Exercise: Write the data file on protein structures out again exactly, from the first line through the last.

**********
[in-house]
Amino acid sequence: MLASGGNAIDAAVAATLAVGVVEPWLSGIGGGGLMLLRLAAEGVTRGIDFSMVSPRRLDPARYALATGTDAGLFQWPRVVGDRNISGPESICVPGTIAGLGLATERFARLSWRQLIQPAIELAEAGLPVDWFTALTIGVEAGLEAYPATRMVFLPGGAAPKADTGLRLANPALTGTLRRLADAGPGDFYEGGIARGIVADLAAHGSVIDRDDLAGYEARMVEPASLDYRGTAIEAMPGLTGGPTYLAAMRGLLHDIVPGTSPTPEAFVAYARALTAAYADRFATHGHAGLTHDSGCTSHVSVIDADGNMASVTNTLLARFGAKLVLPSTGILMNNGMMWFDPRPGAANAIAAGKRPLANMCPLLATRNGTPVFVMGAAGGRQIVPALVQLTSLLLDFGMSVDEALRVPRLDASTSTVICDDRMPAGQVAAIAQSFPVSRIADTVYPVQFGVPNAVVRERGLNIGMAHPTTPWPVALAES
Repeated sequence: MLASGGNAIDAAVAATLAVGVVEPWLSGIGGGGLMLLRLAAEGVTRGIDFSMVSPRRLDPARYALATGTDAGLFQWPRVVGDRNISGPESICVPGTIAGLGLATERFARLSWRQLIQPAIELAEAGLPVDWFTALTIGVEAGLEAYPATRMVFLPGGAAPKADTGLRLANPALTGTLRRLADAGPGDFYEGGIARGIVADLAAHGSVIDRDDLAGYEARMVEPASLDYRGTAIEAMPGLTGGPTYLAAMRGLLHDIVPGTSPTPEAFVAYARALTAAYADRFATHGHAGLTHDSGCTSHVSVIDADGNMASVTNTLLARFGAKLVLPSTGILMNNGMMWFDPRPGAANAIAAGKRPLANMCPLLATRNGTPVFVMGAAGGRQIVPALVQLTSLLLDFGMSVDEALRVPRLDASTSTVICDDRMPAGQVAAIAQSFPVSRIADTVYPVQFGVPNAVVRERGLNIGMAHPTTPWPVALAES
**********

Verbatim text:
[in-house]
Amino acid sequence: MLASGGNAIDAAVAATLAVGVVEPWLSGIGGGGLMLLRLAAEGVTRGIDFSMVSPRRLDPARYALATGTDAGLFQWPRVVGDRNISGPESICVPGTIAGLGLATERFARLSWRQLIQPAIELAEAGLPVDWFTALTIGVEAGLEAYPATRMVFLPGGAAPKADTGLRLANPALTGTLRRLADAGPGDFYEGGIARGIVADLAAHGSVIDRDDLAGYEARMVEPASLDYRGTAIEAMPGLTGGPTYLAAMRGLLHDIVPGTSPTPEAFVAYARALTAAYADRFATHGHAGLTHDSGCTSHVSVIDADGNMASVTNTLLARFGAKLVLPSTGILMNNGMMWFDPRPGAANAIAAGKRPLANMCPLLATRNGTPVFVMGAAGGRQIVPALVQLTSLLLDFGMSVDEALRVPRLDASTSTVICDDRMPAGQVAAIAQSFPVSRIADTVYPVQFGVPNAVVRERGLNIGMAHPTTPWPVALAES
Repeated sequence: MLASGGNAIDAAVAATLAVGVVEPWLSGIGGGGLMLLRLAAEGVTRGIDFSMVSPRRLDPARYALATGTDAGLFQWPRVVGDRNISGPESICVPGTIAGLGLATERFARLSWRQLIQPAIELAEAGLPVDWFTALTIGVEAGLEAYPATRMVFLPGGAAPKADTGLRLANPALTGTLRRLADAGPGDFYEGGIARGIVADLAAHGSVIDRDDLAGYEARMVEPASLDYRGTAIEAMPGLTGGPTYLAAMRGLLHDIVPGTSPTPEAFVAYARALTAAYADRFATHGHAGLTHDSGCTSHVSVIDADGNMASVTNTLLARFGAKLVLPSTGILMNNGMMWFDPRPGAANAIAAGKRPLANMCPLLATRNGTPVFVMGAAGGRQIVPALVQLTSLLLDFGMSVDEALRVPRLDASTSTVICDDRMPAGQVAAIAQSFPVSRIADTVYPVQFGVPNAVVRERGLNIGMAHPTTPWPVALAES